Night is coming

Games of Thrones logo

I am a Game of Thrones fan.  I’ll admit I’ve not read the George R. R. Martin books, and, thus, purists might question the credentials of my fandom.  But I have watched every episode of the HBO series, and I wait with bated breath for the next season.  Game of Thrones satisfies me in numerous ways.  Much of the first season was filmed on Malta, that tiny island nation with which I am obsessed.  The map of Westeros intentionally mirrors the map of Great Britain, and its rival families hearken to Britain’s colorful history, with which I am also obsessed.  Game of Thrones includes intrigue, dragons, wisps of magic, and medieval set piece battles.  What’s not to like?

The best part of Game of Thrones, however, is only hinted at through most of the series.  It is the motto of House Stark of Winterfell, the great noble family of the north.  It is also the title of the series’ very first episode, first spoken from the mouth of the doomed Lord Eddard Stark, played brilliantly by Sean Bean.  The motto, which hangs over the series like a shroud, is “Winter is coming.”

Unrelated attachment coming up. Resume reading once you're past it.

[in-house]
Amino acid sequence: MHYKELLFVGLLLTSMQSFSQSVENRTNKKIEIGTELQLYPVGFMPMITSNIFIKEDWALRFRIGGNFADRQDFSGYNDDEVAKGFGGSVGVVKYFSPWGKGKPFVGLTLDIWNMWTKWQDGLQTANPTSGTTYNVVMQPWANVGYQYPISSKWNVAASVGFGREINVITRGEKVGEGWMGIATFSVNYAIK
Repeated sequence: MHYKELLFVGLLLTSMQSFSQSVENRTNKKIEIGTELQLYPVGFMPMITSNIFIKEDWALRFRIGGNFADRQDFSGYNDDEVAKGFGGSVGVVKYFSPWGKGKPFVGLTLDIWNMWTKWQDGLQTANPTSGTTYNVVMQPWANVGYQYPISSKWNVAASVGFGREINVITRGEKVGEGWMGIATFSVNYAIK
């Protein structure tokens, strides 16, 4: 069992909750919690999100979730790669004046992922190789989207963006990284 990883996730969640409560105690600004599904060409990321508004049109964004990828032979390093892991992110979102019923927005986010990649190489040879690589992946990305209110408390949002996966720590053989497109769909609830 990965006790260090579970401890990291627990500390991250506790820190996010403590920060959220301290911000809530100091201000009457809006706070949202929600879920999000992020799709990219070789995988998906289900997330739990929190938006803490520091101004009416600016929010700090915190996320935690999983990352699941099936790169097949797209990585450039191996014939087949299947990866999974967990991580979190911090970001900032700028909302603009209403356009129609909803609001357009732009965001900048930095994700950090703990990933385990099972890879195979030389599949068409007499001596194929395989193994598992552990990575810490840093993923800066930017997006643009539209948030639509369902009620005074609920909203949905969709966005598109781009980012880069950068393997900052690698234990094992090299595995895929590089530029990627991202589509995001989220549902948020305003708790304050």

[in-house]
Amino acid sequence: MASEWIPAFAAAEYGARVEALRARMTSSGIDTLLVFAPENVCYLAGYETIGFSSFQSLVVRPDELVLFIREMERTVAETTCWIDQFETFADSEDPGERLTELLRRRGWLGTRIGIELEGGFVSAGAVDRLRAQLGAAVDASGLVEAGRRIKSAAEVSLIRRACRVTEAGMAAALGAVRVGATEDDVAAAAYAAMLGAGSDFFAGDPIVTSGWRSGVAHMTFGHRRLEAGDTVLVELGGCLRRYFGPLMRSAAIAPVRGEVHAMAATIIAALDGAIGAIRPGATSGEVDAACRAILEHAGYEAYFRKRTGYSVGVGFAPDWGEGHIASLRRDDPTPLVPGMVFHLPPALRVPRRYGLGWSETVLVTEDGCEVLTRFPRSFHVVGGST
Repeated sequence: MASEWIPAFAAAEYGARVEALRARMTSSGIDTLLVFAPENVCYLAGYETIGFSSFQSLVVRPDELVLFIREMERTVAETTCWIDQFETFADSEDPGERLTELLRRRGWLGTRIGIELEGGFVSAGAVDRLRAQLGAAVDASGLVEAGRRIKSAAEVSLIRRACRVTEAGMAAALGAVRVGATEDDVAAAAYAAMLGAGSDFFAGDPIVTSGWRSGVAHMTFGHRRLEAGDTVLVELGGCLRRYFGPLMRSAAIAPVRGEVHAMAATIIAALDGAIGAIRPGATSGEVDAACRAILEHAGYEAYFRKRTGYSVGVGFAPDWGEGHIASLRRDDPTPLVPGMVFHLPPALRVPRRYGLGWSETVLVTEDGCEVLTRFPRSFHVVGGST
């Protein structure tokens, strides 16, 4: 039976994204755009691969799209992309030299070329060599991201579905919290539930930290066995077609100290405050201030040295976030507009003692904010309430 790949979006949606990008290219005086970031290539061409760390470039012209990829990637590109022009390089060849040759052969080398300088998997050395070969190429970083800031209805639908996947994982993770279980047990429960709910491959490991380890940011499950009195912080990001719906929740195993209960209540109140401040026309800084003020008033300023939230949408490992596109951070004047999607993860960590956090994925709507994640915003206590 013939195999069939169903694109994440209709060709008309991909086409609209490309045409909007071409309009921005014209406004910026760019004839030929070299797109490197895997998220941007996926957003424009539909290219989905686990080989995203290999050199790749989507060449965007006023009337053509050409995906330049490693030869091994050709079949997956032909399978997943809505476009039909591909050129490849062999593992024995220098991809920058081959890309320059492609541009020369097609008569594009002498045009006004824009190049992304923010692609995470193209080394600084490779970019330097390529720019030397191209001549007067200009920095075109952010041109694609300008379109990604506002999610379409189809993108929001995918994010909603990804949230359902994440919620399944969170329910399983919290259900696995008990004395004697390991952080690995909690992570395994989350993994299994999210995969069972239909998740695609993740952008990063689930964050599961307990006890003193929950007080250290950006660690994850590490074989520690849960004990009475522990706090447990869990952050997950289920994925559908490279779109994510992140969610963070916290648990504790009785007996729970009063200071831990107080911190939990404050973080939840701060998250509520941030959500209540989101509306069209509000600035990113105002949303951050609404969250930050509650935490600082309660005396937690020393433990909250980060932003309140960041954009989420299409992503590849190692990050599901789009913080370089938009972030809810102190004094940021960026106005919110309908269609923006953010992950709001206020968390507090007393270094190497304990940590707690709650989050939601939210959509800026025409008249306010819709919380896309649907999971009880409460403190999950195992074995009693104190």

“Winter is coming.”  The tone is ominous.  It brings to mind the shortening of sunlight and the clouding of days.  It refers to a dread, the timing of which cannot be chosen and the coming of which cannot be avoided, to that which is crouching but unseen, ready to strike at any moment.  The Stark family motto is often uttered in response to someone who is oblivious to what’s really going on, one who misinterprets what he’s seeing, who tells himself a false narrative in the attempt to explain reality.  The motto is mentioned as a caution to rethink things and prepare, so that when the wind whips and the clouds gather, one can react.  One way to characterize the entire Game of Thrones series is as a dawning recognition by all those in Westeros that the words spoken by Eddard Stark in the first episode are, after all, true: Winter is coming.